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Tired Of Depressing News? Here Are 5 Good Things That Happened In 2018

The year 2018 just ended and now is a great time to look back on how things went. While it can be easy to be negative, the past year had its fair share of positive events. Things that make you hopeful, lift your spirits, and put a smile on your face. And really, if humans did all this last year, what can we do in the 12 months ahead?

France Ends Use Of All Five Pesticides That Kill Bees

There is a documented link between pesticide use and a decline in bees. In 2018, France became the first country to end the use of all five pesticides connected to failing bee populations. According to a United Nations report, approximately 75% of global crops at least partially rely on bee populations. With this knowledge, keeping bees healthy would appear to be in everyone’s best interest. Way to go, France!

Indian Train Passenger Uses Twitter To Save 26 Girls From Traffickers

When Adarsh Shrivastava saw 26 girls who were visibly distressed during a train trip in North India, he took action. One tweet from him to the railroad’s staff made a difference. Within an hour, undercover railroad police boarded the train and rescued the girls. Shrivastava was praised as a hero for taking action— and for using the power of social media for good.

140 Nations Agree To Negotiate For “Paris Agreement For The Ocean”

Overfishing, trash, and marine management practices have dire consequences for our oceans. The good news is that countries around the globe are ready to talk about what is happening and what can be changed. After more than a decade, they have agreed to negotiations that would lead to common positive practices to protect marine areas.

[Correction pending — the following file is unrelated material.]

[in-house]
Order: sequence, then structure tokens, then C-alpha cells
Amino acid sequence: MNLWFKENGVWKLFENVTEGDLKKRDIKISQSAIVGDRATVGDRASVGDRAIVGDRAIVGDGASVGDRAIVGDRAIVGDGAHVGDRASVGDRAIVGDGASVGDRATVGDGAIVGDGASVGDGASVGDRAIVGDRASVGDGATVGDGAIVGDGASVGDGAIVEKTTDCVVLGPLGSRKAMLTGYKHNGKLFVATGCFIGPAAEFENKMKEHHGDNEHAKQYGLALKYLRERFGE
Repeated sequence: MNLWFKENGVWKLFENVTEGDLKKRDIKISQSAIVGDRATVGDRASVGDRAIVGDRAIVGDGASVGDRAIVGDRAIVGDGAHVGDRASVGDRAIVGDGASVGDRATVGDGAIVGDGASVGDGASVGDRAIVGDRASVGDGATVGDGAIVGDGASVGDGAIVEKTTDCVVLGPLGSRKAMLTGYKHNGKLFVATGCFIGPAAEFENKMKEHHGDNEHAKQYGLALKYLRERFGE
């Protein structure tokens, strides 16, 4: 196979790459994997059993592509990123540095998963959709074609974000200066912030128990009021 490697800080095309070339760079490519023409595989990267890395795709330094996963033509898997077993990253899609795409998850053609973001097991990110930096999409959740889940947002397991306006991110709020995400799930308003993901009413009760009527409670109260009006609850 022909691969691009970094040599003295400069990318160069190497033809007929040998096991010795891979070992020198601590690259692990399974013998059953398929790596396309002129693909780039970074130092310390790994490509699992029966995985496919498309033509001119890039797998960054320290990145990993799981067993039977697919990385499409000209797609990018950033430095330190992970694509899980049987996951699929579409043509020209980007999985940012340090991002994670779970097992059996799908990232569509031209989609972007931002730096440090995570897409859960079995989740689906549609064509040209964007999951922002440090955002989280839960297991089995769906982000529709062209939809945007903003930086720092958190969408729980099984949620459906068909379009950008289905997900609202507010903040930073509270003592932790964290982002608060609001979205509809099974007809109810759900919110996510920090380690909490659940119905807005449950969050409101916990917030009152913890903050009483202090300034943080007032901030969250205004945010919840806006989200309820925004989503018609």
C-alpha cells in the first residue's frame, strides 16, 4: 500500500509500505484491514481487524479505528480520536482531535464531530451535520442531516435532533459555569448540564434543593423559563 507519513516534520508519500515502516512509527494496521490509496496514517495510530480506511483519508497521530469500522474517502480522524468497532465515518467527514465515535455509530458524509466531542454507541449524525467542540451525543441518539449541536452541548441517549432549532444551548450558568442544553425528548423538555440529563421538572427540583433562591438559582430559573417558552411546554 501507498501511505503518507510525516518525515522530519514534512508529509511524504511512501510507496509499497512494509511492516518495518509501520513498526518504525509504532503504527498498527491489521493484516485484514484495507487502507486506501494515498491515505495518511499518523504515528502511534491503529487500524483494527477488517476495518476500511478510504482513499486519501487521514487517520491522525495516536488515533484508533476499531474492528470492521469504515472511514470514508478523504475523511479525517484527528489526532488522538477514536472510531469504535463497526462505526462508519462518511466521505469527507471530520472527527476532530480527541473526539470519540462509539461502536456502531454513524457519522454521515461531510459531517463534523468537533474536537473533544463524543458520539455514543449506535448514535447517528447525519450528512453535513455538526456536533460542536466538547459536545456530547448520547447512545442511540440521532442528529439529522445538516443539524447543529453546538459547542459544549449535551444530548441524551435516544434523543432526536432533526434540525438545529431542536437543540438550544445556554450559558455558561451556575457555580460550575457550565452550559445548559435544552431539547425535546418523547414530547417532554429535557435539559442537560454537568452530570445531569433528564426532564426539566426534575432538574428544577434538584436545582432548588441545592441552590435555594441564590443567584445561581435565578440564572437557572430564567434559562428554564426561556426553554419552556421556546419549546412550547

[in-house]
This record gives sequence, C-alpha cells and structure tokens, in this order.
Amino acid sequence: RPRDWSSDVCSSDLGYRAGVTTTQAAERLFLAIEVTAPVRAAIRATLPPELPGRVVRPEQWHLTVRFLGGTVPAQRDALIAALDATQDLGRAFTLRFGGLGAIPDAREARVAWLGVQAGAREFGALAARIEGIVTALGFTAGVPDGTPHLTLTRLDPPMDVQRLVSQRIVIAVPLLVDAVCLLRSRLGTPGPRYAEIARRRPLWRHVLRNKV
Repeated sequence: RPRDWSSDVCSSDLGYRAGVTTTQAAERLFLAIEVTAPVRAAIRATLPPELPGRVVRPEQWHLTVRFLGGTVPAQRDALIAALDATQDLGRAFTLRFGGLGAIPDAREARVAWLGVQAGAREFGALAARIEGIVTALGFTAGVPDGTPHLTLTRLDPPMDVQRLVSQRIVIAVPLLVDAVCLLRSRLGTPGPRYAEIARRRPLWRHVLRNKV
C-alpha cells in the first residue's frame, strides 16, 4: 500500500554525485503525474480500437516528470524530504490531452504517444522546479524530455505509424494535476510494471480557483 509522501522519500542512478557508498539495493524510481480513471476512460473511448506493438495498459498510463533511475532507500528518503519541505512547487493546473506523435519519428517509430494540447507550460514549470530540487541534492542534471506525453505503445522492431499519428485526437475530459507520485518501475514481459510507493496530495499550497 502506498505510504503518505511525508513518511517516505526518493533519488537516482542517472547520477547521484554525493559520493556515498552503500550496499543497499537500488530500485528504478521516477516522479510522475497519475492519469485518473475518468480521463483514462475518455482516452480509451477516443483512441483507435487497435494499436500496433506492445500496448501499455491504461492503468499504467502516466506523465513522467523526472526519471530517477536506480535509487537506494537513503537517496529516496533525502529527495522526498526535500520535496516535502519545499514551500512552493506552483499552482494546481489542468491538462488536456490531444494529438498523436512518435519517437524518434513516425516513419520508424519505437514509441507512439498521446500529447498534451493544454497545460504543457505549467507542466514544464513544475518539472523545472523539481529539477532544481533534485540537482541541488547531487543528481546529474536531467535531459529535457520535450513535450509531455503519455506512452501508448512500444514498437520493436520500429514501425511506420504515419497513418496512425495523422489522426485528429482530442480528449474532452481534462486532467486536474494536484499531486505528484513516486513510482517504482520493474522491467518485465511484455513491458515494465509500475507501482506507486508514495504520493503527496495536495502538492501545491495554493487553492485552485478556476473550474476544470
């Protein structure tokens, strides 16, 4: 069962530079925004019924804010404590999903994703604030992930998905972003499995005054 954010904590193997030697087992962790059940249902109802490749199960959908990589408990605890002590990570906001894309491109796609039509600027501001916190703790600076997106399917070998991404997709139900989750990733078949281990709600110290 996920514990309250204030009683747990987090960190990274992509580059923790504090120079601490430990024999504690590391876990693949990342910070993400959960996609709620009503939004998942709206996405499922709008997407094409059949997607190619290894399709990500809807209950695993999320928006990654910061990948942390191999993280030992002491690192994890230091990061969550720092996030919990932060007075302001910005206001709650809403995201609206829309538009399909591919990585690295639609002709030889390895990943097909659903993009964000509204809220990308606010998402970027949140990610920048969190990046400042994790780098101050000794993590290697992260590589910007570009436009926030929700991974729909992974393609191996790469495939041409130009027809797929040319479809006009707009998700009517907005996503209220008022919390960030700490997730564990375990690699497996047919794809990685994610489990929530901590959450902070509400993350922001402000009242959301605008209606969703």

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Report Shows Nepalese Tiger Population Has Doubled

It looks like conservation efforts in Nepal are paying off. A 2018 report showed that the country’s wild tiger population has doubled in the last decade. The report was celebrated — in part — because it shows that with political will and the right strategies, efforts to preserve endangered species can be successful.

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International Agency Says Population Without Electricity Has Fallen Below One Billion

Around the world, access to electricity makes it easier to cook, become productive for longer parts of the day, and to live at more comfortable temperatures. This year, the International Energy Agency reported that the number of people on earth who are without electricity has fallen below one billion individuals. This has implications for the world’s economy, the development of culture, and quality of life as a whole.

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